What are we really agreeing to when we sign up for new websites?

11-2-16provincetermsandconditionsPhoto courtesy of Pixabay


“I have read and agree to the terms and conditions.”

But I didn’t, not really.

Odds are, you didn’t read them before agreeing either.

It’s a meme-worthy joke now that this is the most frequent lie we tell.

With every new service we sign up for online, from music streaming to social networks, comes that little check box to confirm you understand what you’re agreeing to.

But there’s often no summary of these terms, and the only available explanation of them is  provided through a link laid out in pages and pages of nearly unintelligible legal jargon.

Companies want to be sure to cover all their legal bases, whether you can understand it or not.

Even if you did understand everything you were reading, you’d never have the time to go through the terms for every site you use.

One estimate made in 2008 put the needed time for the average internet user to read all of their user agreements at over 600 hours.

Considering we utilize the internet much more than we did in 2008, that number has undoubtedly increased exponentially.

A more recent look at smartphone apps, done this year by Norway’s Consumer Council, concluded that the average Norwegian would need 31 hours to read the terms and conditions of just their apps.

Many of the apps evaluated were popular with American audiences as well.

For example, it took approximately 95 minutes to read the terms and conditions for the Candy Crush app.

Yes, Candy Crush.

A puzzle game about pieces of magic candy has 95 minutes worth of legally binding contracts for you to read and agree to.

Playing on the knowledge that no one knows what they’re agreeing to, multiple organizations have woven outrageous clauses into their user agreements as a warning satire.

In one study done earlier this year, terms such as agreeing to give up your first born child and having your data shared with your employers were hidden in the user agreement for a fictional social network.

Out of a sample of 543 college students, 98 percent of them missed the dubious terms in the agreement if they read the agreement at all.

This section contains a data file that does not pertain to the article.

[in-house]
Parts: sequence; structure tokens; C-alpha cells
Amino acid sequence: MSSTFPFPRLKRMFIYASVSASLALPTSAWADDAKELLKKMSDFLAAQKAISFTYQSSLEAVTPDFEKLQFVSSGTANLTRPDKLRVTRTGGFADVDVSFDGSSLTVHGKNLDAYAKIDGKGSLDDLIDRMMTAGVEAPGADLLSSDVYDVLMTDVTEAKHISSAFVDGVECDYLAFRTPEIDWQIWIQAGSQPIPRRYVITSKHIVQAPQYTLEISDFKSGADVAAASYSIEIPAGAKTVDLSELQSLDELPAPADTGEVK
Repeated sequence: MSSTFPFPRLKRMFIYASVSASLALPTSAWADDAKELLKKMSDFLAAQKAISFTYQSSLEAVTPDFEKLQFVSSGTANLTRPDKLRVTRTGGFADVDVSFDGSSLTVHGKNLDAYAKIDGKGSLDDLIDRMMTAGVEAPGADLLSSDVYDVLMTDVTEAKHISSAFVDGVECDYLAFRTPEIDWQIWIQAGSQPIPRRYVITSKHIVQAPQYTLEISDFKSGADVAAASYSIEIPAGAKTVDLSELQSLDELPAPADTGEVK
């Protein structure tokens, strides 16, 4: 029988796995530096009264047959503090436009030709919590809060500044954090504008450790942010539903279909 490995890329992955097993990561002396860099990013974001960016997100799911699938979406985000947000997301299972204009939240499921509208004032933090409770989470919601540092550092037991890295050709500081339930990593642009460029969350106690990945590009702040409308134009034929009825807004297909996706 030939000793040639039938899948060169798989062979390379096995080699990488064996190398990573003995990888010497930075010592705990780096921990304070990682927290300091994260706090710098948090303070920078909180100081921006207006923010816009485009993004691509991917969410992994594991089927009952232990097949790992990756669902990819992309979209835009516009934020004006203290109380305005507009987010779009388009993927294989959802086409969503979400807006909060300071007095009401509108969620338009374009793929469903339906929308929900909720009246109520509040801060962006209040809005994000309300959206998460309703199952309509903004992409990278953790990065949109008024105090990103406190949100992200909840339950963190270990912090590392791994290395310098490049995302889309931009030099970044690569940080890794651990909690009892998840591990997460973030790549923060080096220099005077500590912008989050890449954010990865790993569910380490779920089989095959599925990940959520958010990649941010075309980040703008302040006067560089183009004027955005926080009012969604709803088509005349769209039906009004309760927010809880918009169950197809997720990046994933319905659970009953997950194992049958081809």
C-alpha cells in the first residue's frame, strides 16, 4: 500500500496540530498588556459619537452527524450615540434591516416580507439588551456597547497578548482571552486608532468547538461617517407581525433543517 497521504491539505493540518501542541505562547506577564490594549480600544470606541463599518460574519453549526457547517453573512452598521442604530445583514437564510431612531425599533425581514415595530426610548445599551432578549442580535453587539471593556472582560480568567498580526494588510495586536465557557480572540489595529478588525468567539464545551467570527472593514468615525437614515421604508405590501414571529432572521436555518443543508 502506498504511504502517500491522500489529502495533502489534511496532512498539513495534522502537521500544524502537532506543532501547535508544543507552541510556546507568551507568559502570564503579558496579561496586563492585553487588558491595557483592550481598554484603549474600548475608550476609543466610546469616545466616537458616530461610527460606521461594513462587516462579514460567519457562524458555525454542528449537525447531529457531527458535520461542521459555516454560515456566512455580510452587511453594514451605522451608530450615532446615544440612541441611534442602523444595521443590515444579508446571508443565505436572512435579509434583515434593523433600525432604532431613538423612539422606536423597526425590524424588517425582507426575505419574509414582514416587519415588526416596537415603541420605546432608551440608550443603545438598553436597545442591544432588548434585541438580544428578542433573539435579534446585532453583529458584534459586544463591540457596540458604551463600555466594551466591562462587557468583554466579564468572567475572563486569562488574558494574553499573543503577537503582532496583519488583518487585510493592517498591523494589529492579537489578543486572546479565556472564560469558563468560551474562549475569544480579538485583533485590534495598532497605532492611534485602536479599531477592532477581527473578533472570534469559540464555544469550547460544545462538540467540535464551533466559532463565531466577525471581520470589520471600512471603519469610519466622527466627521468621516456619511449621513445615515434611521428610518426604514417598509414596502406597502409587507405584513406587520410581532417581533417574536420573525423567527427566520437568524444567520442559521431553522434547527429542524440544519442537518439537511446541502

More famously in 2010, the British video game seller Game Station added a clause to their user agreement laying claim to online shoppers’ “immortal soul.”

The agreement, which politely gives customers five business days to surrender their soul upon request, was an April Fool’s joke designed to point out that no one cares to check what they’re agreeing to.

As a reward for those who did pay attention to the terms, a checkbox allowing users to opt out of surrendering their soul was provided along with a £5 coupon for their purchase.

This kind of stunt may be all fun and games, but what does all this mean for the average user?

For most people it means a risk to your privacy.

When you agree to terms without understanding their content you can’t know who your information is being shared with or what it’s being used for.

For instance, the site may be collecting location or browsing data on you to target ads specifically to you along with storing whatever user data you have on the site. And by clicking that checkbox you effectively told the site “sure, go ahead.”

The use of this data may pop up in ways you certainly didn’t expect.

This year Spotify’s end of the year campaign was comprised of localized ads announcing unique user habits with phrases like,  “Dear person in the Theater District who listened to the ‘Hamilton’ soundtrack 5,376 times this year. Can you get us tickets?”

Keep in mind, this is real user data. Although it’s not matched up with a username, someone’s real, supposedly private listening habits have become public knowledge.

Sites like tldrLegal aim to provide users with a summary of the most important parts of a site’s terms and conditions.

If you’re concerned about the major points of Facebook’s policies for example, you can check them out here, like what information and content of yours they can use.

That being said, maybe you should be concerned, at least a little.

You probably knew that Facebook used a certain amount of your data to target ads at you.

But Facebook also has the ability to keep tabs on what sites you go to even after you click out of the site thanks to Facebook plugins on those sites and cookies.

Facebook also announced they will now be using those plugins to target ads to people who don’t even have a Facebook account.

With the degree that the internet is integrated into our lives every day, there is simply no way we can know everything we agree to when we check off that little tick box confirming we do.

But it’s important to be aware of the finer points of what’s contained in those agreements.

It takes only a few minutes to look up a summary or do a little research if you aren’t sure you can trust a company or site.

Site reviews, news updates and legal summaries are all available to help inform you on what you’re getting into.

Those few minutes of research may just preserve your privacy, or maybe even your “immortal soul.”

By Julia Province

Julia Province is an editor for MBU Timeline. She is majoring in communications studies and minoring in psychology at Missouri Baptist University. She has a love for all things photography and Photoshop, but in her free time she can often be found participating in one of MBU’s group yoga classes.